Mrs. Partington says that the price of bread may have advanced, but that she never pays more than fifty cents for half a dollar's worth.
These short, witty "epitaphs," often inspired by current events or concerns, became his hallmark. After several years working with Mrs. Partington at the Boston Post, Shillaber and Charles G. Halpine established their own humorous magazine, Carpet Bag, in 1852. Shillaber himself admitted the magazine "had more character than patronage" and it "died happily" about a year later. He took the opportunity, however, to publish a book, Life and Sayings of Mrs. Partington in 1854. By 1866, he was mostly retired and spent the rest of his life just outside Boston. Upon his death in 1890, newspapers reported of his unending cheerfulness, much like his work, and predicted that his Mrs. Partington character "will doubtless ever remain a unique figure in American humour."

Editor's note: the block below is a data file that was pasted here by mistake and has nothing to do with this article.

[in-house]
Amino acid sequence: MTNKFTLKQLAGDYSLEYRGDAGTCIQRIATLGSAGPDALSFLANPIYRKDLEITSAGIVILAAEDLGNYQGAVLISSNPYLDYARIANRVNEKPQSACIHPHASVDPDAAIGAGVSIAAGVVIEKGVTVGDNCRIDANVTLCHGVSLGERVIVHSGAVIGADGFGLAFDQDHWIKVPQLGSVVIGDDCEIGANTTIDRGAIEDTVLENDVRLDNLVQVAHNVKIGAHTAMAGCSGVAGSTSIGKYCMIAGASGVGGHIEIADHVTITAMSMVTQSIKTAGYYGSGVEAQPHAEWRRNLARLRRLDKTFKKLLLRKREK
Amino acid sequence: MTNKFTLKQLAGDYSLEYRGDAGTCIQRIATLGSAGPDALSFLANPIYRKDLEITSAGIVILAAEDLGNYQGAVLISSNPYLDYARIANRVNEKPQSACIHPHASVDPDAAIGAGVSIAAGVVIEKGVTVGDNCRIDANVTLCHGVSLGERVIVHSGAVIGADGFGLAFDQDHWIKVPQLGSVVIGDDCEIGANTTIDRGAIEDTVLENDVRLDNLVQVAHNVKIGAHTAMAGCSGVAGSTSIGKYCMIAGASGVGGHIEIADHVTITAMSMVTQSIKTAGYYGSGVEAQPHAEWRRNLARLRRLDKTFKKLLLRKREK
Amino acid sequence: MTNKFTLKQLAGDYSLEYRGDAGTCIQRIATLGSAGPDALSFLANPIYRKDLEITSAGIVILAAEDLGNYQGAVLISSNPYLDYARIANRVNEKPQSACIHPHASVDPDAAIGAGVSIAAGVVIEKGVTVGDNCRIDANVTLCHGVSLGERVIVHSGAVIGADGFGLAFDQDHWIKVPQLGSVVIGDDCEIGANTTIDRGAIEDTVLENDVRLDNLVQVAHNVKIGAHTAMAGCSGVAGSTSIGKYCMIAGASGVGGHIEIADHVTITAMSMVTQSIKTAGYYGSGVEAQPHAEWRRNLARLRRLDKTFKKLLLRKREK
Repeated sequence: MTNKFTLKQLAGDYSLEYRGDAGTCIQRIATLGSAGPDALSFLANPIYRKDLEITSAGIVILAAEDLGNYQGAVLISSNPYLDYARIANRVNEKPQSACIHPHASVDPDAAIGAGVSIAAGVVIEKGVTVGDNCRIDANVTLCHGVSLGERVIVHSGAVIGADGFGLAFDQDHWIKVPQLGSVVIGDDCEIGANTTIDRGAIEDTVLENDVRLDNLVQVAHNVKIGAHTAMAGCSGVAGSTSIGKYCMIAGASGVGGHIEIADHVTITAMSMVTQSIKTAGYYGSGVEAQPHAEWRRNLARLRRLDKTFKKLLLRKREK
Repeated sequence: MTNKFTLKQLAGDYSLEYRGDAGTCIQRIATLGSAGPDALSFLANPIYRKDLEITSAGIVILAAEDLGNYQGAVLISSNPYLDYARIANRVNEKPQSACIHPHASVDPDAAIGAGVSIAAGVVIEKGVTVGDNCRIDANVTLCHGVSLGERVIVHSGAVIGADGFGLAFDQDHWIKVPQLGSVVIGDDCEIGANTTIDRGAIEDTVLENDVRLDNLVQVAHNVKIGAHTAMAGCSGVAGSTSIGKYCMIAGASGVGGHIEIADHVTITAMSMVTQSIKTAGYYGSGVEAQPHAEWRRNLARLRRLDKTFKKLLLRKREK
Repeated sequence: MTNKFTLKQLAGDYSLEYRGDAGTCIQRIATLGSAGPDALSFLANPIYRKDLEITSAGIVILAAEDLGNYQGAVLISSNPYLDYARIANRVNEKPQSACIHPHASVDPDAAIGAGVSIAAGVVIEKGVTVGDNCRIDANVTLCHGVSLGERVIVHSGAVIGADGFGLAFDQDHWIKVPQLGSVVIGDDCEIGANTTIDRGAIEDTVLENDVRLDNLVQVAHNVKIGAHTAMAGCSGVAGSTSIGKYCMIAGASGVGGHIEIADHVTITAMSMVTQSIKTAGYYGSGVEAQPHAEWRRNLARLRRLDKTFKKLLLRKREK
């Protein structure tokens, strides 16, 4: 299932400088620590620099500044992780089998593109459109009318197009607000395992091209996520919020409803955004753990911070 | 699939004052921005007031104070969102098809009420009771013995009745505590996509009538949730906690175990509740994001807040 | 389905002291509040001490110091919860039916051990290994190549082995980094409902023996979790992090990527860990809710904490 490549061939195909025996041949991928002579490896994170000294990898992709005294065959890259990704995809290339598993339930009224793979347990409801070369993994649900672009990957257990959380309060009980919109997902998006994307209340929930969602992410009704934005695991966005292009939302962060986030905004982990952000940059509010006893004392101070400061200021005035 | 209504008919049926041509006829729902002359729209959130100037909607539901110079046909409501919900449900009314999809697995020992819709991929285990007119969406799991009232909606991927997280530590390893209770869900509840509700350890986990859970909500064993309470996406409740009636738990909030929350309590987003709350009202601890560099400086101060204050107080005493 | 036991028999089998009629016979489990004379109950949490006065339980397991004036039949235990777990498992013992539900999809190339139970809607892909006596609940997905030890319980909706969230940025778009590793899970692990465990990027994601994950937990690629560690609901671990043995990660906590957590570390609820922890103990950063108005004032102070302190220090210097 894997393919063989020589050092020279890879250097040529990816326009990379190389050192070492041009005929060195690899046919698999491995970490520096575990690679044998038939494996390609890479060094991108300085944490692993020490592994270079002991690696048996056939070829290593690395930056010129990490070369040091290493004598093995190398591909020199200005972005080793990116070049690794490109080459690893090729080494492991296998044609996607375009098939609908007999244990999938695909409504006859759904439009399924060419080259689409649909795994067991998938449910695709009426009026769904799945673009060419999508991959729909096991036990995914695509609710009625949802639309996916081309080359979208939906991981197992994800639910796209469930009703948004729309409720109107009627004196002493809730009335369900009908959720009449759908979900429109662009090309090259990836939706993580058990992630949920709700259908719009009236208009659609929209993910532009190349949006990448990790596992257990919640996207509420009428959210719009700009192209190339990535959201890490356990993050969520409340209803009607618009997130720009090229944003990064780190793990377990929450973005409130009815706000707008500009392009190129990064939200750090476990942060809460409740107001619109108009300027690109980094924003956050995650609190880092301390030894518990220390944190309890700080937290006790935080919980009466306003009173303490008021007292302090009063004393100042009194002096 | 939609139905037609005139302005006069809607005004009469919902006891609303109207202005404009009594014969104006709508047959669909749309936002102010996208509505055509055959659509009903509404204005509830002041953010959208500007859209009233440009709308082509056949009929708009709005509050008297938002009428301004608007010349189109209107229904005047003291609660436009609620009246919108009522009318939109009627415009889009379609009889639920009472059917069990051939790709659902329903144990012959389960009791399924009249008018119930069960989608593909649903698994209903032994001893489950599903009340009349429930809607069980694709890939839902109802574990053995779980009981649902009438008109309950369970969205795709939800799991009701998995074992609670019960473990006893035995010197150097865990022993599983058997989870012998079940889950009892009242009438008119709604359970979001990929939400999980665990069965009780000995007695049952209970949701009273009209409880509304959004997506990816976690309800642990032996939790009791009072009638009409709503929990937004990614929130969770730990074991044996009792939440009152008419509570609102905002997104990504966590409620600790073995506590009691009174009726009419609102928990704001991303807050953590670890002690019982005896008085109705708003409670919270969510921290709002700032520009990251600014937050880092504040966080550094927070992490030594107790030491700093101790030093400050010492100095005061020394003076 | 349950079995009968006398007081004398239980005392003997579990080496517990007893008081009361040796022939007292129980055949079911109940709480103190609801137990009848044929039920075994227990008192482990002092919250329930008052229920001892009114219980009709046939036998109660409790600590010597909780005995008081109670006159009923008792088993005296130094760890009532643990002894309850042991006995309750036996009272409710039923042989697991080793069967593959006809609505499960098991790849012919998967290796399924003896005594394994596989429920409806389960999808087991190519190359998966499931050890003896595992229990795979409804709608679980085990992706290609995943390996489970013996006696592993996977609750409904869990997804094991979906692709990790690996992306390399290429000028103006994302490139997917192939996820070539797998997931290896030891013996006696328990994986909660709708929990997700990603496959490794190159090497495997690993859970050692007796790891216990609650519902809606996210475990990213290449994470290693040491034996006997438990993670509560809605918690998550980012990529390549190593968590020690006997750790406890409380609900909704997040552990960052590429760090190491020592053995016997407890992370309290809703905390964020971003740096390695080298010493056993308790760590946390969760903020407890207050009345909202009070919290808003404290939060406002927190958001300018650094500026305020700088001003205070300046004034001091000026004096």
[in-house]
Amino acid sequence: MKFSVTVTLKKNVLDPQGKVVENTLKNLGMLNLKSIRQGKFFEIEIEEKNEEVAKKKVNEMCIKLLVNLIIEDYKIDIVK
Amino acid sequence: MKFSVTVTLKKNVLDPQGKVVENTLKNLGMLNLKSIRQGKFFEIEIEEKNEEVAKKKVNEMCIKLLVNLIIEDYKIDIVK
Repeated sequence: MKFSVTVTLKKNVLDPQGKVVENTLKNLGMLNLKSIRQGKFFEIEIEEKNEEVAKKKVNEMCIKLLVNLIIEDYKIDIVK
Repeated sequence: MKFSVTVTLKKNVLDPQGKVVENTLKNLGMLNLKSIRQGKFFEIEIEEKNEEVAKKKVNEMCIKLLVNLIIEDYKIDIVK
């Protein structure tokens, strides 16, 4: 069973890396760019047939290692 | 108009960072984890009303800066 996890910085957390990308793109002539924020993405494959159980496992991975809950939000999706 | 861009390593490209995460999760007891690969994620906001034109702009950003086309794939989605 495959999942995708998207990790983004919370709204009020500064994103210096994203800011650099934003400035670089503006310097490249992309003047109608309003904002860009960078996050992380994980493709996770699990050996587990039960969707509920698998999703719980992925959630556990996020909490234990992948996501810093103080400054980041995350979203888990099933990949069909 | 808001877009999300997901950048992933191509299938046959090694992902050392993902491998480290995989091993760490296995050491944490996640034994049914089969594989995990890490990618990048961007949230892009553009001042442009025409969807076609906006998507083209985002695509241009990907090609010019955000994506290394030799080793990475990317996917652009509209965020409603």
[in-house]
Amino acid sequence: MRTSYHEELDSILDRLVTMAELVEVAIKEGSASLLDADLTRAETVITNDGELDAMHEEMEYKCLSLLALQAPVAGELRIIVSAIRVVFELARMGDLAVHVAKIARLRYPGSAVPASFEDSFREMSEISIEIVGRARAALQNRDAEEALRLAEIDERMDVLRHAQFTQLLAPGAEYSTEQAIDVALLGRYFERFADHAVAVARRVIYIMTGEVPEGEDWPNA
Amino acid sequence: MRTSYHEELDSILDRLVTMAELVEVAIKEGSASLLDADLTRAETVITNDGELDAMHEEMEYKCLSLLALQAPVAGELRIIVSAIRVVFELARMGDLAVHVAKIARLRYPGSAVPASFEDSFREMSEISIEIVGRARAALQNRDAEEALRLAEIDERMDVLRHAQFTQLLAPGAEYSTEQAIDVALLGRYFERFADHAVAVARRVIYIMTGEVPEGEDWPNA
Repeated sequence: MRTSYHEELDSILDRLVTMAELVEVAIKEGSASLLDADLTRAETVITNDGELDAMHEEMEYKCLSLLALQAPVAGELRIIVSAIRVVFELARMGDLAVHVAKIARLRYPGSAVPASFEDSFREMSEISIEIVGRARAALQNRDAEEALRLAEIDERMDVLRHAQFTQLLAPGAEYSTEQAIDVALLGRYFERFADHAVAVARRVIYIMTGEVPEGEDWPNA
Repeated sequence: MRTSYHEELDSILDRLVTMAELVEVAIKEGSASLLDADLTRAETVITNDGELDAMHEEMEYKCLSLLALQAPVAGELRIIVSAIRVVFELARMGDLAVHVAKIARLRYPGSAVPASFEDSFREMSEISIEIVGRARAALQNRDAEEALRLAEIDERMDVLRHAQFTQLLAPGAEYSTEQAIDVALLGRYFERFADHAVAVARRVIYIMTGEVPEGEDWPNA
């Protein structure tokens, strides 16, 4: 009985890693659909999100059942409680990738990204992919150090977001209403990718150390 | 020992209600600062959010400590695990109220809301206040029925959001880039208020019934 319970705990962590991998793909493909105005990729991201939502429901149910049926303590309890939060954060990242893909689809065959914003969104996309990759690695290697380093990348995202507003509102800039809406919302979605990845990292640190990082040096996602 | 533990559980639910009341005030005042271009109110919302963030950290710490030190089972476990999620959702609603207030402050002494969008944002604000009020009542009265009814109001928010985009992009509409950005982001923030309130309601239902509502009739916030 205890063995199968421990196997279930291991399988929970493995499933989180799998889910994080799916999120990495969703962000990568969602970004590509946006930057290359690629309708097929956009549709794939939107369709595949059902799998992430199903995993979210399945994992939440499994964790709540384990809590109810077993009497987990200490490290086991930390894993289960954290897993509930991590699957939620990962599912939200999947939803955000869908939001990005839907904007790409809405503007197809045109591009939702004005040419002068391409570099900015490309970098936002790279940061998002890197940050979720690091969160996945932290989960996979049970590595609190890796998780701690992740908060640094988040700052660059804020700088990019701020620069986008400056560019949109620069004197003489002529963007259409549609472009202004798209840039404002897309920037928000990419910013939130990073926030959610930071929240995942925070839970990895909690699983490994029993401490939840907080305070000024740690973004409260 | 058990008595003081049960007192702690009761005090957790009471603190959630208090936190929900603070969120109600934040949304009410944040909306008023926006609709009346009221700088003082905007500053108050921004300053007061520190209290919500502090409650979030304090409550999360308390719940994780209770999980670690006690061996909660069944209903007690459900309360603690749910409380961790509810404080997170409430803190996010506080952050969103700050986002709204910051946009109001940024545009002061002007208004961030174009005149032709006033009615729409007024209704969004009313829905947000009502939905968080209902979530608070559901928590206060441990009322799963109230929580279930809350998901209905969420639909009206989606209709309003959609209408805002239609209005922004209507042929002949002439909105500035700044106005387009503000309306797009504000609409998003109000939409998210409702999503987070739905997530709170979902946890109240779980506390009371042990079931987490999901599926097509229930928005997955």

Mrs. Partington's/Shillaber's commentaries included references to violinist Ole Bull, the opening of the new Boston Music Hall, the temperance movement, and more. Perhaps the best representation considering the time of year is this short one:
What kin is that which all Yankees love to recognize, and which always has sweet associations connected with it? Why, pump-kin, to be sure.